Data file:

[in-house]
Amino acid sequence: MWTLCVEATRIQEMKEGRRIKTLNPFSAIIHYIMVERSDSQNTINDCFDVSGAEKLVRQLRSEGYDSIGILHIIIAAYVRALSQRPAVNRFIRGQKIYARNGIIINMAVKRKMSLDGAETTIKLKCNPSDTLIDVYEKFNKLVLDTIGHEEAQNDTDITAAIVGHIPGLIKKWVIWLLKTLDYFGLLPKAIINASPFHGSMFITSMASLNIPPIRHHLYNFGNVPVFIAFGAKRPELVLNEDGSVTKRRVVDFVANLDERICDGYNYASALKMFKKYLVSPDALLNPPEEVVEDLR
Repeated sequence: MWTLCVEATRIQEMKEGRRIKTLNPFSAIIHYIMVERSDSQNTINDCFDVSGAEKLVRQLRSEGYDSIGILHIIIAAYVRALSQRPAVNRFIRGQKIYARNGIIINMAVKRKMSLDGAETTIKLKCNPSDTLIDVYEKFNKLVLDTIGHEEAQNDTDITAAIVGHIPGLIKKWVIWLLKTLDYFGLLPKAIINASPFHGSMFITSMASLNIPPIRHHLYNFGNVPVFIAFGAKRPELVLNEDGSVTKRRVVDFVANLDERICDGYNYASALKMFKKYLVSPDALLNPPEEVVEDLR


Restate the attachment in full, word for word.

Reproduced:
[in-house]
Amino acid sequence: MWTLCVEATRIQEMKEGRRIKTLNPFSAIIHYIMVERSDSQNTINDCFDVSGAEKLVRQLRSEGYDSIGILHIIIAAYVRALSQRPAVNRFIRGQKIYARNGIIINMAVKRKMSLDGAETTIKLKCNPSDTLIDVYEKFNKLVLDTIGHEEAQNDTDITAAIVGHIPGLIKKWVIWLLKTLDYFGLLPKAIINASPFHGSMFITSMASLNIPPIRHHLYNFGNVPVFIAFGAKRPELVLNEDGSVTKRRVVDFVANLDERICDGYNYASALKMFKKYLVSPDALLNPPEEVVEDLR
Repeated sequence: MWTLCVEATRIQEMKEGRRIKTLNPFSAIIHYIMVERSDSQNTINDCFDVSGAEKLVRQLRSEGYDSIGILHIIIAAYVRALSQRPAVNRFIRGQKIYARNGIIINMAVKRKMSLDGAETTIKLKCNPSDTLIDVYEKFNKLVLDTIGHEEAQNDTDITAAIVGHIPGLIKKWVIWLLKTLDYFGLLPKAIINASPFHGSMFITSMASLNIPPIRHHLYNFGNVPVFIAFGAKRPELVLNEDGSVTKRRVVDFVANLDERICDGYNYASALKMFKKYLVSPDALLNPPEEVVEDLR